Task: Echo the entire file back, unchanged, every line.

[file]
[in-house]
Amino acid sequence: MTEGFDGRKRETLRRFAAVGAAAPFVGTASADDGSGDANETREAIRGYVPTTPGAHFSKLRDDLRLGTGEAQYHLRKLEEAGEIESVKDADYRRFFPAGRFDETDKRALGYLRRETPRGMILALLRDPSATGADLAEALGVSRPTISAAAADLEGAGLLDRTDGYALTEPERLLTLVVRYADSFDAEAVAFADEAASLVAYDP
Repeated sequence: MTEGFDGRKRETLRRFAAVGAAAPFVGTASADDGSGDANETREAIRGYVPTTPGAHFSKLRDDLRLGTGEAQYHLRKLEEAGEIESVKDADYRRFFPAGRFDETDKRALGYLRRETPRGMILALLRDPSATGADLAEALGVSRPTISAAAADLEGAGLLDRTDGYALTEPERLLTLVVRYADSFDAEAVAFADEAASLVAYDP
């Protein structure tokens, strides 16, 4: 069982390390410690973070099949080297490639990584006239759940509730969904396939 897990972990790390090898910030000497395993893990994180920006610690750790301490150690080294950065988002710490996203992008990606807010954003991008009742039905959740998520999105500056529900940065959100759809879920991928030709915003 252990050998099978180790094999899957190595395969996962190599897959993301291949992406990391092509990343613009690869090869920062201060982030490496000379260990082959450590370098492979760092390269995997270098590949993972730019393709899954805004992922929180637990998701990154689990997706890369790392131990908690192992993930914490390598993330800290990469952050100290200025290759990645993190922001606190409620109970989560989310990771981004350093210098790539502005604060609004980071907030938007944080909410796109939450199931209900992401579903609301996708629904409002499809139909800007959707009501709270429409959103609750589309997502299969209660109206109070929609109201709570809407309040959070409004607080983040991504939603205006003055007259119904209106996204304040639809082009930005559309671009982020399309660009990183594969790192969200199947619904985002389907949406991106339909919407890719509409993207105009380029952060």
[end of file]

[in-house]
Amino acid sequence: MTEGFDGRKRETLRRFAAVGAAAPFVGTASADDGSGDANETREAIRGYVPTTPGAHFSKLRDDLRLGTGEAQYHLRKLEEAGEIESVKDADYRRFFPAGRFDETDKRALGYLRRETPRGMILALLRDPSATGADLAEALGVSRPTISAAAADLEGAGLLDRTDGYALTEPERLLTLVVRYADSFDAEAVAFADEAASLVAYDP
Repeated sequence: MTEGFDGRKRETLRRFAAVGAAAPFVGTASADDGSGDANETREAIRGYVPTTPGAHFSKLRDDLRLGTGEAQYHLRKLEEAGEIESVKDADYRRFFPAGRFDETDKRALGYLRRETPRGMILALLRDPSATGADLAEALGVSRPTISAAAADLEGAGLLDRTDGYALTEPERLLTLVVRYADSFDAEAVAFADEAASLVAYDP
């Protein structure tokens, strides 16, 4: 069982390390410690973070099949080297490639990584006239759940509730969904396939 897990972990790390090898910030000497395993893990994180920006610690750790301490150690080294950065988002710490996203992008990606807010954003991008009742039905959740998520999105500056529900940065959100759809879920991928030709915003 252990050998099978180790094999899957190595395969996962190599897959993301291949992406990391092509990343613009690869090869920062201060982030490496000379260990082959450590370098492979760092390269995997270098590949993972730019393709899954805004992922929180637990998701990154689990997706890369790392131990908690192992993930914490390598993330800290990469952050100290200025290759990645993190922001606190409620109970989560989310990771981004350093210098790539502005604060609004980071907030938007944080909410796109939450199931209900992401579903609301996708629904409002499809139909800007959707009501709270429409959103609750589309997502299969209660109206109070929609109201709570809407309040959070409004607080983040991504939603205006003055007259119904209106996204304040639809082009930005559309671009982020399309660009990183594969790192969200199947619904985002389907949406991106339909919407890719509409993207105009380029952060």